With his broad beaming smile and soulful voice, Zomato delivery boy Pranjit Haloi has taken the internet by storm. The teenager from Guwahati is gaining attention with his rendition of Gori Tera Gaon Bada Pyara from the 1976 film Chitchor. Pranjit sang the KJ Yesudas song at the request of Anirban Chakraborty who had ordered food from Zomato recently.
“I was shocked - how did he come to know of my interest? He wanted to make a video, and I was a bit reluctant at first. Even after I sang the song, I asked Mr Chakraborty not to post it on social media. I never dreamed of coming into focus this way,” remarks Pranjit.
The 19-year-old singer is since winning hearts with the 1 minute 16 seconds video that has fetched 14.9k likes, 1k comments and 11.4k shares on Facebook, so far.
"To my all friends, Presenting Pranjit Haloi (Zomato delivery boy who delivered food today at my doorstep). I saw in the app that ‘he wishes to become a singer someday.’ I planned and requested him to sing a song. He is so good that I made this video. I request everyone to watch and help to fulfil his dreams,” wrote Anirban Chakraborty, sharing a video clip on Facebook.
Looking at him, one can never guess that the young boy is blessed with such potential. Pranjit belts out his favourite numbers while cycling to work, and along the way to deliver meals across the city.
“I don’t get time to practice, so I would sing while cycling to work and back home – I sing while waiting at restaurants preparing food for delivery, I sing on my way to locations. Music is life,” Pranjit laughs.
Pranjit has already got a call from Indian Idol, Sony TV's popular singing reality show that will soon hit television screens with its eleventh season.
“I got a call from Indian Idol on August 17, few days after the video was out. They said they like my voice and have asked me to record another video – without music though. They said they would call me to the show.”
Currently pursuing his graduation from a government college in the city, Pranjit wishes to someday make a name for himself in the industry.
“It has been a tough life for me and my mother since my father’s death – I was in Class Three then. My mother works during the day to earn a meagre amount to help us get through. She sweeps and swaps floors at a hostel in the Indian Institute of Entrepreneurship in Guwahati, and has taken up cooking home meals for a family living close by. Ma earns about Rs 6000 a month, but she is doing it all to help me realize my dreams.”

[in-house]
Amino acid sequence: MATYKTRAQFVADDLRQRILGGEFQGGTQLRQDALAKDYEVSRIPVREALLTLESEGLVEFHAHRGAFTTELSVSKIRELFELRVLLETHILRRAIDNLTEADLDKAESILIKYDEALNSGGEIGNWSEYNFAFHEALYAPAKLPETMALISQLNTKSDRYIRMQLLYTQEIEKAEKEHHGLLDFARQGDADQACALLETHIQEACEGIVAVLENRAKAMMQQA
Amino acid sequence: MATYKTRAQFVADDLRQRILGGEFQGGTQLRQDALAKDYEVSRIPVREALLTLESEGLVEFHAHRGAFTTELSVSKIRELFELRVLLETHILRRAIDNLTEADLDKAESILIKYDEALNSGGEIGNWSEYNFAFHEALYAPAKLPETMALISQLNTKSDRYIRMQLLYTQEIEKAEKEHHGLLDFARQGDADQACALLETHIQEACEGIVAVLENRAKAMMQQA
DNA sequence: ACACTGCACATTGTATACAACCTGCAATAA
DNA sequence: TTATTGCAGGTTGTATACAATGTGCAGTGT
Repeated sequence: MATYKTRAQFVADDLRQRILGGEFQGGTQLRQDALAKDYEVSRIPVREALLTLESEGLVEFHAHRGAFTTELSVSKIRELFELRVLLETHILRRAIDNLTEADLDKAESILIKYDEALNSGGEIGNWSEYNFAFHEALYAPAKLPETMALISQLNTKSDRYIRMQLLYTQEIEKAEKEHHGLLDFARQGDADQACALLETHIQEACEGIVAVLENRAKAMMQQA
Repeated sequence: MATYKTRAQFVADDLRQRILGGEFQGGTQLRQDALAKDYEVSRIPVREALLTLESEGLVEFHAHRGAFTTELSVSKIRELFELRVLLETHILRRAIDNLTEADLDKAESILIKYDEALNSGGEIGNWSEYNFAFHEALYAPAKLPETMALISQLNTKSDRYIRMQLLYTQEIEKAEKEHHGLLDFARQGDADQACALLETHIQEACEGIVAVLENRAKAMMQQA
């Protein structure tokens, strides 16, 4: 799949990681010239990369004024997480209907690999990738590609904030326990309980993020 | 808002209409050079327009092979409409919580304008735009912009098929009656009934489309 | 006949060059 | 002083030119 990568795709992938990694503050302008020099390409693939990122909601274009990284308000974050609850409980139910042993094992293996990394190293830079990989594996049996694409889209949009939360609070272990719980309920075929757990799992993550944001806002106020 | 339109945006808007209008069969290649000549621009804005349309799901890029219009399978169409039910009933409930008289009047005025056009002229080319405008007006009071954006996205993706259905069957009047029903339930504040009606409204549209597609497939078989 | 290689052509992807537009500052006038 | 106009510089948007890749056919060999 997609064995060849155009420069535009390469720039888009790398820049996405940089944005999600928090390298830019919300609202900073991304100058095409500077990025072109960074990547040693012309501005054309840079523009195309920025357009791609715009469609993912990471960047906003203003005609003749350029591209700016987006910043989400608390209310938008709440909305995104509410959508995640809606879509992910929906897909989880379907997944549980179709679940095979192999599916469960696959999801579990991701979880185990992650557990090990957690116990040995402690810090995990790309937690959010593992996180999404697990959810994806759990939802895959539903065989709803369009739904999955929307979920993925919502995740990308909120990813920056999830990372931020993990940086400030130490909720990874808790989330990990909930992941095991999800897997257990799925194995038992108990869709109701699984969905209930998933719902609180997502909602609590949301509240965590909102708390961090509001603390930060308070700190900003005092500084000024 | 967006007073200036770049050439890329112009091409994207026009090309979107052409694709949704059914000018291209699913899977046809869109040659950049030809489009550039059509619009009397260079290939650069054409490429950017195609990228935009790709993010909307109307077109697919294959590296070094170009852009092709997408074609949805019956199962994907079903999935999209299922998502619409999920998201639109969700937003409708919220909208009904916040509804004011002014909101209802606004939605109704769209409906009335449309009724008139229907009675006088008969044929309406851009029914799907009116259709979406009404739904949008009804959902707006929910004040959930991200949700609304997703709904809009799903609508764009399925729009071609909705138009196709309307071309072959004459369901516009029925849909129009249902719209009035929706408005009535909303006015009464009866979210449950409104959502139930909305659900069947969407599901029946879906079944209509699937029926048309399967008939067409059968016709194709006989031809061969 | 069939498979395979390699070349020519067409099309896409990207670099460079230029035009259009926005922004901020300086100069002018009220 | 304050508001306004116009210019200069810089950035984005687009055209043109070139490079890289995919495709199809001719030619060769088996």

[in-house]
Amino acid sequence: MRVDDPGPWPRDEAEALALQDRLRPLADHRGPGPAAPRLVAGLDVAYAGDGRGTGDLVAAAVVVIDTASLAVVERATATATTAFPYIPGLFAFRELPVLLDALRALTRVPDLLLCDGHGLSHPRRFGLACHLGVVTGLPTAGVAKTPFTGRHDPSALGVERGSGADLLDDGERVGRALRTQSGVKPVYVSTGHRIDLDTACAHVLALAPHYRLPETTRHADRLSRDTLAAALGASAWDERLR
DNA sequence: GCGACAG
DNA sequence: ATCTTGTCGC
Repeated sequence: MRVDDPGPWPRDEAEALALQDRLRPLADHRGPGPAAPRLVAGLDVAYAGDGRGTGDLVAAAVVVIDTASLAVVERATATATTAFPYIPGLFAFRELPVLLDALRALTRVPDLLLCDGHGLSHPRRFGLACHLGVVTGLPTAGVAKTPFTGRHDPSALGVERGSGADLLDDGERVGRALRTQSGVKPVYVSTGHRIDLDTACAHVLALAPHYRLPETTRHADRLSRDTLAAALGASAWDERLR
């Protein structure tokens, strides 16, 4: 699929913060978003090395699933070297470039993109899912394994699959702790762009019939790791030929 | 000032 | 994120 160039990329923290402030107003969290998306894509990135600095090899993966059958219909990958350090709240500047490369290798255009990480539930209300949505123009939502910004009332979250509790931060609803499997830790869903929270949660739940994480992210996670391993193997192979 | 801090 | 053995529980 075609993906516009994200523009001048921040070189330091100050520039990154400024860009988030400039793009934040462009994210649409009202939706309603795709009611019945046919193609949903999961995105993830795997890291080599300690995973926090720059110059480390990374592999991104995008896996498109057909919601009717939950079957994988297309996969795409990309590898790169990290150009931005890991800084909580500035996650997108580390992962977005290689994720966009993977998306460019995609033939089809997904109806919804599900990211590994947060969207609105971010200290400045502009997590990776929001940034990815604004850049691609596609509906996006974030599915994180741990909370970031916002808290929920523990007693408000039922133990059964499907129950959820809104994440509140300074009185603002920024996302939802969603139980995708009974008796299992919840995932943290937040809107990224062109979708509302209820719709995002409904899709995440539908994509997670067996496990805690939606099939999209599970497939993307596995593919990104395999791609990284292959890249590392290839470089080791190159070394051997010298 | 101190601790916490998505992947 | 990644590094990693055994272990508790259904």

“It’s hard work for both of us. I deliver meals in the rain too and use a cycle for delivery. After making about 6-7 trips in a day, I feel so tired reaching home that I can’t practice. This song I sang… It was without any practice. There’s this tiniest hope that someone sees it and guides me ahead for a career in music,” says Pranjit who has been learning singing since Class Nine under the tutelage of Malavika Bharali Saikia in Guwahati.
The young boy had appeared for a few city auditions to reality shows on national television but hasn’t been lucky yet.
“At one audition, I waited till dusk for my chance, but it never came. And I don’t have money to go and try my luck outside. Another time, I wasn’t selected because of my fault – I was feeling tired that day, and my voice didn’t sound right. Sometimes, I return home to Ma and sing for her the same song I had sung in the audition. I would ask her why they didn’t like it if she thought it was beautiful.”
Despite all adversities, Pranjit refuses to give up, and continues to practice singing and writing songs, drawing inspiration from his favourites – the legendary Kishore Kumar, and popular Assamese singer Zubeen Garg.“I love Zubeen da. I would continue to work hard and practice harder so that I can make him, and everyone proud.”